Department

Biological Sciences

Faculty Advisor

Dr. Laura Serbus

Location

East Ballroom

Start Date

18-3-2015 2:00 PM

End Date

18-3-2015 3:00 PM

Session

Session D

Session Topic

Biological and Biomedical Sciences 2

Abstract

Wolbachia pipientis are bacterial endosymbionts of arthropods and in some filarial nematodes. Wolbachia are of particular interest because nematodeWolbachia have been shown to cause the diseases African river blindness and Lymphatic Filariasis. Doxycycline can be used to eliminate nematode Wolbachia, however, more efficient treatments are needed. Ideally, we would like to repurpose another FDA approved drug that helps to shorten treatment duration. Vitamins are one of the best classes of FDA approved compounds, generally recognized as safe. Interestingly, prior work by Serbus and colleagues found that dietary yeast, which is highly enriched in vitamins, dramatically reducesWolbachia titer in Drosophila melanogaster ovarian tissue. Imaging data indicated that the Wolbachia nucleoids were disrupted in response to yeast. This raised the possibility that yeast cells contain a bio-reactive, anti-Wolbachiacompound. Our close examination of yeast nutritional information identified which vitamins are most highly enriched in yeast. We then administered several of these to D. melanogaster, and saw that two of these led to reduced ovarianWolbachia titers, analogous to yeast-fed flies. This was especially interesting, as both vitamins are critical for functioning of the same biochemical pathway. We used retested effect of one of these vitamins in oogenesis by performing a dilution series, and achieved positive correlation from this dilution series. This opens up the avenue for clarifying the mechanism of how vitamins suppressWolbachia titer, and for testing enhancement of Doxycycline, to hopefully provide faster, more affordable treatment for millions of patients.

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Mar 18th, 2:00 PM Mar 18th, 3:00 PM

Proteomic Analysis of Wolbachia Symbiosis within the Drosophila

East Ballroom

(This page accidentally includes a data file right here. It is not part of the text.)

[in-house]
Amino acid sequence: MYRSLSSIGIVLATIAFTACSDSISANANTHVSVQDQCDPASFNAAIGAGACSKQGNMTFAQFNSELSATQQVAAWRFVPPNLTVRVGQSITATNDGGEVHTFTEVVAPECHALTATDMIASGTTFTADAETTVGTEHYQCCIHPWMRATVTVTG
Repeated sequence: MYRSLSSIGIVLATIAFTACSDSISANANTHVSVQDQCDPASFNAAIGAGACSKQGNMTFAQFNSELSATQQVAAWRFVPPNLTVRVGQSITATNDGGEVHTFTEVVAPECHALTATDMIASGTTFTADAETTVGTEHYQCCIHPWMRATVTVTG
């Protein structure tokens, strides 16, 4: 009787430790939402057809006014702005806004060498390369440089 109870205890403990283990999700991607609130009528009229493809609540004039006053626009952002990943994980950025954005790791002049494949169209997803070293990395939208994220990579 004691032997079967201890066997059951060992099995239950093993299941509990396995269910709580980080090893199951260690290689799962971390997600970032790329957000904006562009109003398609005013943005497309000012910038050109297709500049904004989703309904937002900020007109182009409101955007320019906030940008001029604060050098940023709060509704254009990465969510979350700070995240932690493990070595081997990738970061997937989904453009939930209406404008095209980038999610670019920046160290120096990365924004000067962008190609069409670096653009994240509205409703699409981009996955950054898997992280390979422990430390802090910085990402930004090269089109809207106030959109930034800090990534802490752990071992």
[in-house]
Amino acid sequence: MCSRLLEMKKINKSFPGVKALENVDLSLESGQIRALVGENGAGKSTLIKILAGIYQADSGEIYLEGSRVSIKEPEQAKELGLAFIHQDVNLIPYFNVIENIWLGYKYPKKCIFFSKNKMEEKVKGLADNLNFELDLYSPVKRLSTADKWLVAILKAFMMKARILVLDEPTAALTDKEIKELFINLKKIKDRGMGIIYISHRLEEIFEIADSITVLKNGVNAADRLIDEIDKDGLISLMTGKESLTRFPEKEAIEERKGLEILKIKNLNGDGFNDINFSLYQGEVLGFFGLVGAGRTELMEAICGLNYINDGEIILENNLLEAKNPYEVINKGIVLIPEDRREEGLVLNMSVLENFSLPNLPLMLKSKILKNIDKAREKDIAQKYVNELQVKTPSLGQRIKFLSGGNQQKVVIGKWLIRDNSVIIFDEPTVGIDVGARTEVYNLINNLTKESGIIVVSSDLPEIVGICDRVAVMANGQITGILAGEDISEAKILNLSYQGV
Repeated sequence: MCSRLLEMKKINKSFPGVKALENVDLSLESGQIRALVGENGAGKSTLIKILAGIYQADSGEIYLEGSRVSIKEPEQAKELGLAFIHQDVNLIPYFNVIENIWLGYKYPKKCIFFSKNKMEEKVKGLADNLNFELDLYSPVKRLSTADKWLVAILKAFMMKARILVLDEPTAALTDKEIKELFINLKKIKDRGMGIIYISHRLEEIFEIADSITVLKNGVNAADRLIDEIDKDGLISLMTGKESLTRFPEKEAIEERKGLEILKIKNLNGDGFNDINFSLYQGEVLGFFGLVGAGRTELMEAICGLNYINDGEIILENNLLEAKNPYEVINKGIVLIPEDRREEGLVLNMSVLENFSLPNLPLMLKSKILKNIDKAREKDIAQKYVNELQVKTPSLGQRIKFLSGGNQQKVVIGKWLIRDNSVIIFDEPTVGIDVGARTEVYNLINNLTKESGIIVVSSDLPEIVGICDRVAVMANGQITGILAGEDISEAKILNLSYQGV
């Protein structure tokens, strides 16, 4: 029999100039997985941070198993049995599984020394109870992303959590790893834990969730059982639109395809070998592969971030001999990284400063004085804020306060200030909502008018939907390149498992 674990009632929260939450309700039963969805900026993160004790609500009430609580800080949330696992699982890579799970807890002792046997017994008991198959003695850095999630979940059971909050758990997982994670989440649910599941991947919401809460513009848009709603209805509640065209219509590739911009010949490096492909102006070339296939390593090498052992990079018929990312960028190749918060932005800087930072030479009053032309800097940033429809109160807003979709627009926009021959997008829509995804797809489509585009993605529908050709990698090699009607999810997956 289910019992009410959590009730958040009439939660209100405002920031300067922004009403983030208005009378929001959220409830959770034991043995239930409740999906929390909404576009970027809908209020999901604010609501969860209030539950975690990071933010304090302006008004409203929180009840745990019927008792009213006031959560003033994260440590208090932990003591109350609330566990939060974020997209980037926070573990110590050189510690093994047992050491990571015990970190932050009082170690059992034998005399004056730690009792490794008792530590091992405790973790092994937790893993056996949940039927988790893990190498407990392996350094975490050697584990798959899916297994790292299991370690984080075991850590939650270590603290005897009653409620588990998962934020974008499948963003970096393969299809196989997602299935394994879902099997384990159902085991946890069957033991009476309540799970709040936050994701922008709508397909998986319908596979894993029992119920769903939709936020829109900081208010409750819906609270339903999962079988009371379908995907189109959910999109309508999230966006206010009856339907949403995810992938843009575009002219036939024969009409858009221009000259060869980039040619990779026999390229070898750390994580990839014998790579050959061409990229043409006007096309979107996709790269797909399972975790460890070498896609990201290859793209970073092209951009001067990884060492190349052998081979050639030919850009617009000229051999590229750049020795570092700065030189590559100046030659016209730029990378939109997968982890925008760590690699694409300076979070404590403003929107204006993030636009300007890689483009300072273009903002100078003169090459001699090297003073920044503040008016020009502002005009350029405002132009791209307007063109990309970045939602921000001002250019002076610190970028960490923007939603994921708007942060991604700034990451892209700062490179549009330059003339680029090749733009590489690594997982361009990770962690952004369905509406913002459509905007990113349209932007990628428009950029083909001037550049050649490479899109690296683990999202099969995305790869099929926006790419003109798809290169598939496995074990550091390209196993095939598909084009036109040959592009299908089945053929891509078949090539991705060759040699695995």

Wolbachia pipientis are bacterial endosymbionts of arthropods and in some filarial nematodes. Wolbachia are of particular interest because nematodeWolbachia have been shown to cause the diseases African river blindness and Lymphatic Filariasis. Doxycycline can be used to eliminate nematode Wolbachia, however, more efficient treatments are needed. Ideally, we would like to repurpose another FDA approved drug that helps to shorten treatment duration. Vitamins are one of the best classes of FDA approved compounds, generally recognized as safe. Interestingly, prior work by Serbus and colleagues found that dietary yeast, which is highly enriched in vitamins, dramatically reducesWolbachia titer in Drosophila melanogaster ovarian tissue. Imaging data indicated that the Wolbachia nucleoids were disrupted in response to yeast. This raised the possibility that yeast cells contain a bio-reactive, anti-Wolbachiacompound. Our close examination of yeast nutritional information identified which vitamins are most highly enriched in yeast. We then administered several of these to D. melanogaster, and saw that two of these led to reduced ovarianWolbachia titers, analogous to yeast-fed flies. This was especially interesting, as both vitamins are critical for functioning of the same biochemical pathway. We used retested effect of one of these vitamins in oogenesis by performing a dilution series, and achieved positive correlation from this dilution series. This opens up the avenue for clarifying the mechanism of how vitamins suppressWolbachia titer, and for testing enhancement of Doxycycline, to hopefully provide faster, more affordable treatment for millions of patients.